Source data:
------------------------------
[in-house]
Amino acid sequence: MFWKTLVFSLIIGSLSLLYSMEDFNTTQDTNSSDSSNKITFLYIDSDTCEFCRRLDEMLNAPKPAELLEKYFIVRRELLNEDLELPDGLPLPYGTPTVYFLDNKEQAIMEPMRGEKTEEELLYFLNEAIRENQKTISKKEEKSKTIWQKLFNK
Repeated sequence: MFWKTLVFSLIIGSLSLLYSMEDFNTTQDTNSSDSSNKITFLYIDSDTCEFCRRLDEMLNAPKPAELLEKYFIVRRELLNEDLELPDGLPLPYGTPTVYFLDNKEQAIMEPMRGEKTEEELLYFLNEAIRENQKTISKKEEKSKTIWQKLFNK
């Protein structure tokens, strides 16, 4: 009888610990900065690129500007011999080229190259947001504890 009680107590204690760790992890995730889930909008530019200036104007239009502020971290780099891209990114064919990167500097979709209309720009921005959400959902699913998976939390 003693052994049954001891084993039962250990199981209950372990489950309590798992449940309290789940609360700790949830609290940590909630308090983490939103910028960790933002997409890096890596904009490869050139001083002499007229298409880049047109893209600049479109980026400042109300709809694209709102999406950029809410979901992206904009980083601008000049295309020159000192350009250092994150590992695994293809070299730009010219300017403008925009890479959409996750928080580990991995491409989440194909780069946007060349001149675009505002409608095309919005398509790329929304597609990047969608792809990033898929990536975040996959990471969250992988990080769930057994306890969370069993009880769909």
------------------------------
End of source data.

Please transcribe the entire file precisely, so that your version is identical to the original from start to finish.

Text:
[in-house]
Amino acid sequence: MFWKTLVFSLIIGSLSLLYSMEDFNTTQDTNSSDSSNKITFLYIDSDTCEFCRRLDEMLNAPKPAELLEKYFIVRRELLNEDLELPDGLPLPYGTPTVYFLDNKEQAIMEPMRGEKTEEELLYFLNEAIRENQKTISKKEEKSKTIWQKLFNK
Repeated sequence: MFWKTLVFSLIIGSLSLLYSMEDFNTTQDTNSSDSSNKITFLYIDSDTCEFCRRLDEMLNAPKPAELLEKYFIVRRELLNEDLELPDGLPLPYGTPTVYFLDNKEQAIMEPMRGEKTEEELLYFLNEAIRENQKTISKKEEKSKTIWQKLFNK
């Protein structure tokens, strides 16, 4: 009888610990900065690129500007011999080229190259947001504890 009680107590204690760790992890995730889930909008530019200036104007239009502020971290780099891209990114064919990167500097979709209309720009921005959400959902699913998976939390 003693052994049954001891084993039962250990199981209950372990489950309590798992449940309290789940609360700790949830609290940590909630308090983490939103910028960790933002997409890096890596904009490869050139001083002499007229298409880049047109893209600049479109980026400042109300709809694209709102999406950029809410979901992206904009980083601008000049295309020159000192350009250092994150590992695994293809070299730009010219300017403008925009890479959409996750928080580990991995491409989440194909780069946007060349001149675009505002409608095309919005398509790329929304597609990047969608792809990033898929990536975040996959990471969250992988990080769930057994306890969370069993009880769909």